Times remained hard while I was in school, but I received my nursing license and my world turned around. I know I made it through with God’s help and the help of my family.

 

 

Tastes Like Chicken

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Today is the day I’m going to start my blog again. I’m buried alive by moving boxes but I’m not going to let my blog go any longer. Today I’m going to tell you a story about my dad. It came to my mind when someone a couple of days ago blogged about thier mother not cooking wild meat.

My mother and father lived about four miles north of highway 270 west of McAlester, Oklahoma on land where my great grandparents lived. There is a quarter mile drive off the main road to their house. When mama was a little girl her and her grandfather planted a pine tree at the corner of the main road and the drive. That pine tree remains alive and well to this day.

Back in the 1980’s my dad worked at the Navy Ammunition Plant at Haywood as a truck driver and forklift operator. He drove on and off the mountain at least five days a week. Mom would pack a lunch for him every day, which he would put in the refrigerator at the work office.

Everyday someone would get into the lunches in the refrigerator and eat things out of people’s lunch sacks. They thought they knew who the fellow was, but they couldn’t prove it. Everyone was frustrated with this guy.

One evening when dad was coming home, he got to the pine tree and thought there was a big limb in the road. He opened the truck door and that big limb coiled. Having a pistol under the seat he proceeded to shoot and kill a seven and a half foot diamond back rattler. He brought it to the house and skinned it out. Mom took the back bone meat and cut it into chunks and fried it. That’s what they ate for dinner that night. My sister said it was good eating and tasted a lot like chicken.

My dad decided he would take some to work the next day for his lunch. He never told a soul about killing the snake or what he had for lunch. He put it in the refrigerator as he always did and went out to the docks to unload a truck.  Noon rolled around and all the guys were sitting at the table eating.  Daddy’s lunch had been gotten into and about half of the meat had been eaten.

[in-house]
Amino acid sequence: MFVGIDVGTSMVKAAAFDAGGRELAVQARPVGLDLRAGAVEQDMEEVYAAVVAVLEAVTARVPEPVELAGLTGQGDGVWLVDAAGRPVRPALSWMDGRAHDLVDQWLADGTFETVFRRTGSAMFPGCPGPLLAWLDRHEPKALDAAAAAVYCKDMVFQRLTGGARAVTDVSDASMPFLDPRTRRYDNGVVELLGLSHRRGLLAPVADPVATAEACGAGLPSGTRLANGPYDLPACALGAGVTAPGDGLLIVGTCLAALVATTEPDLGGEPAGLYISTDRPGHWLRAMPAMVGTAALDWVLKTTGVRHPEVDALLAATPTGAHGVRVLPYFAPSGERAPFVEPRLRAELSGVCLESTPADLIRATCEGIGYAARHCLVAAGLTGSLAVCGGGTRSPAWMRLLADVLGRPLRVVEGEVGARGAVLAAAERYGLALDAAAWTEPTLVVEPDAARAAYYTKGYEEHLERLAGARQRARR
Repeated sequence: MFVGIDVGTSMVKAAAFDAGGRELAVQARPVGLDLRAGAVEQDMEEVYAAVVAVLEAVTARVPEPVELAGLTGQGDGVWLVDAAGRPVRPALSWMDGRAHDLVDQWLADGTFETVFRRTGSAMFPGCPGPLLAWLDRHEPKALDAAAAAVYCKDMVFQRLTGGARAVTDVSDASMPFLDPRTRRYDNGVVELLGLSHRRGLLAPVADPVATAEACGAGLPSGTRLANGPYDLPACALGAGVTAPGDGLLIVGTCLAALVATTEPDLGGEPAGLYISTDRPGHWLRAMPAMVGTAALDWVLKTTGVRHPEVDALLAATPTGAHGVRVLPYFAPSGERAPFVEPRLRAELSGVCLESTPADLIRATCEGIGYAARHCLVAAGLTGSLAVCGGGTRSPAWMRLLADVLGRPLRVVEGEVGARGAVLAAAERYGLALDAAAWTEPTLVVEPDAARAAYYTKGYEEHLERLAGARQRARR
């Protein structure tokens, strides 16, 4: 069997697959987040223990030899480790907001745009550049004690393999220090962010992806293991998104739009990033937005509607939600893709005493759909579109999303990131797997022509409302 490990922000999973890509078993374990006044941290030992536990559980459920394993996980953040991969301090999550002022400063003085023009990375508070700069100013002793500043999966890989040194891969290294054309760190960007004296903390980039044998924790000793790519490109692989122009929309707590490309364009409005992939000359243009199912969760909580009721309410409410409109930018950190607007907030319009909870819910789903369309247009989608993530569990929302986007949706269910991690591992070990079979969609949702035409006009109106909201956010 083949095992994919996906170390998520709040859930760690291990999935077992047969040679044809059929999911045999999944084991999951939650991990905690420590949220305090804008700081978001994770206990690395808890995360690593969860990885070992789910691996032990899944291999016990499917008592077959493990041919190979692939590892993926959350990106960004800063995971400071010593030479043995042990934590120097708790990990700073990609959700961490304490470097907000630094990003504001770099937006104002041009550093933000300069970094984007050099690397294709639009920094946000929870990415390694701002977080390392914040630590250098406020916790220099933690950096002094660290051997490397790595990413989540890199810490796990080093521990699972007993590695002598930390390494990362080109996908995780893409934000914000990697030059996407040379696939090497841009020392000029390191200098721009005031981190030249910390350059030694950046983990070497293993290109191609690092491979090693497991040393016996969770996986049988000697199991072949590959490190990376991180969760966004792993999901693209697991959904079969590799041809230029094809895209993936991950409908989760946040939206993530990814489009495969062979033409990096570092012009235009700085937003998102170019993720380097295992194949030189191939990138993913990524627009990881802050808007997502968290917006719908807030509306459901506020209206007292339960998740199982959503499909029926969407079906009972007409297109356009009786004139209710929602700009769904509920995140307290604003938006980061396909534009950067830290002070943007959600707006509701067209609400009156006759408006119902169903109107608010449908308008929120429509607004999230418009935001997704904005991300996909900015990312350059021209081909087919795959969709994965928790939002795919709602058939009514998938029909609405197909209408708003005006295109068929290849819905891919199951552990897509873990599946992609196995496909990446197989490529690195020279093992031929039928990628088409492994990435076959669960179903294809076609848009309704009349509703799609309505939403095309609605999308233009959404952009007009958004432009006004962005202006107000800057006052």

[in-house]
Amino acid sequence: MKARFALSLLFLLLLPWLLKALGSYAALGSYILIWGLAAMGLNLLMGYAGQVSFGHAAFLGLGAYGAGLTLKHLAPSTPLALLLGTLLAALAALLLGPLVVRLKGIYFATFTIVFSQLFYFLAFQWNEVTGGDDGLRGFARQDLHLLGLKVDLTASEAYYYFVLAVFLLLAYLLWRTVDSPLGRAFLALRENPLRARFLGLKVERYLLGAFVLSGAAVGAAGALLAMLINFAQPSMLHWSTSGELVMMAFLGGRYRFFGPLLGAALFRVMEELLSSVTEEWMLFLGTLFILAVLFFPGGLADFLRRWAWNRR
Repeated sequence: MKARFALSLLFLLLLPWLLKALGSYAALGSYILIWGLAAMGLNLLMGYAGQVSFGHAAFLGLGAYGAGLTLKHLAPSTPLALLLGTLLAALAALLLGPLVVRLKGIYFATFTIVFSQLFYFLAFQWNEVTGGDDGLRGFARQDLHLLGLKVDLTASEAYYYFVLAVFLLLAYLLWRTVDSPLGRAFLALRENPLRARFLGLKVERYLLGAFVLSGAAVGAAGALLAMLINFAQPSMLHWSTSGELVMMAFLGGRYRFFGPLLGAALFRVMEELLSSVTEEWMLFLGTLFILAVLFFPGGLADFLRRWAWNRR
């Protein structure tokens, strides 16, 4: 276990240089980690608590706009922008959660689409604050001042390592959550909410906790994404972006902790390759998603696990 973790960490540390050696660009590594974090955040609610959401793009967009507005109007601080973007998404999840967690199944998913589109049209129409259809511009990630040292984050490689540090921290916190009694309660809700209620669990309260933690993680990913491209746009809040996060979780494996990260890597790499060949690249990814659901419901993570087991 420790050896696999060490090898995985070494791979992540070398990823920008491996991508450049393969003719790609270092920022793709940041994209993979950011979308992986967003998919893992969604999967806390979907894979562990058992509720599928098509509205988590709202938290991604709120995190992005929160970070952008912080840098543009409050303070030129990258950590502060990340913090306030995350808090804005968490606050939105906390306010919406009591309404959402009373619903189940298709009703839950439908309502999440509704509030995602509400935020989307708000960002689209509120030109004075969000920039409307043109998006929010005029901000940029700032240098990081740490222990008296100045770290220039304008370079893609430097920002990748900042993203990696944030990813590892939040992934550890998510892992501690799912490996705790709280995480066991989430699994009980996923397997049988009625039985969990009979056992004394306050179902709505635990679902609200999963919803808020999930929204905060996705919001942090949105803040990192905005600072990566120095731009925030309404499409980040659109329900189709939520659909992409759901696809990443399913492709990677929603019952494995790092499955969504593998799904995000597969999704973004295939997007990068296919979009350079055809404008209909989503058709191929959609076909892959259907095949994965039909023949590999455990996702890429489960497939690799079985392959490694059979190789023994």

Dad began talking and telling the guys about the big rattlesnake he had killed the night before  and how mom had cooked it up for him. He even brought some for his lunch.  Dad said the man accross from him, who happened to be the man who they thought was getting into the lunches, choked on his food. His color turned pasty white and then he turned green and had to leave the room.  They could hear him retching outside and all knew he was throwing his toenails up.

Everyone had a great laugh and guess what else. No one’s lunch was ever robbed again. The man got cured.

Daddy had that snake skin mounted and it hung over their television set for over twenty years. He would still laugh when he told that story about his big snake.

Living By Example

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I believe that man is born inherently good. We are born with all of the goodness that God can bestow on one human being. How many cruel and evil babies have you seen? What you see is a miracle of God at its best. A perfect little human.

That child enters this world with nothing but trust, and remains that way until their brain has matured enough to begin seeing the world around them. What a child learns are what we as a human race teach them. Do you think that a child wakes up one morning thinking, “you know when I am seventeen, I’m going to be selling dope, and I might even rob a liquor store. I think for kicks I’ll shoot the person who’s there.”

What do you think this child learned while his mind was developing? Were mom and dad both working in order to take care of the family? Maybe the child was a latchkey kid who sat in front of the television for hours watching humans kill, beat and rape other humans. Laugh at others misfortune. It could have also been a case of a one-parent family where the child felt abandoned. There are multitudes of possible reasons. Bottom line is they learn by example.

This child may not have received any guidance from his/her parents, because they received none from theirs. How can a young adult make good choices concerning their life if their main role models didn’t teach and guide them. It makes it very easy to take guidance from other kids who don’t have guidance from their parents either.

We live an “anything goes” life style. Parents do their thing and kids do theirs. My parents were firm believers in the spare the rod spoil the child mentality. Their parenting skills came from what they saw and lived as children. My parenting skills were learned the same way. I believe I was a better parent than mine were, and my children are better at parenting than I am. I blame parents when kids are disrespectful, foul-mouthed or when they get into trouble. I know sometimes parents can’t control what is going on, but where were they when morals, values, right and wrong should have been taught.

I believe the majority of parents do the best they can concerning their children. What kind of favor are we doing future generations by not teaching children how to behave in public or at home for that matter?

I have two grown children who turned out well in spite of me. Do I have regrets about their raising? You bet I do. I wish I could do it over again, but that’s not possible. I have to live with my mistakes. I wish every household could be like the thirty minute shows in the 50’ and 60’s such as “My Three Sons, or Father Knows Best, and Leave It To Beaver. Wouldn’t our world be wonderful? We’d have perfect households with terrific kids who would talk to their parents about anything. They made mistakes, but not bad ones. Everything ended on a positive note.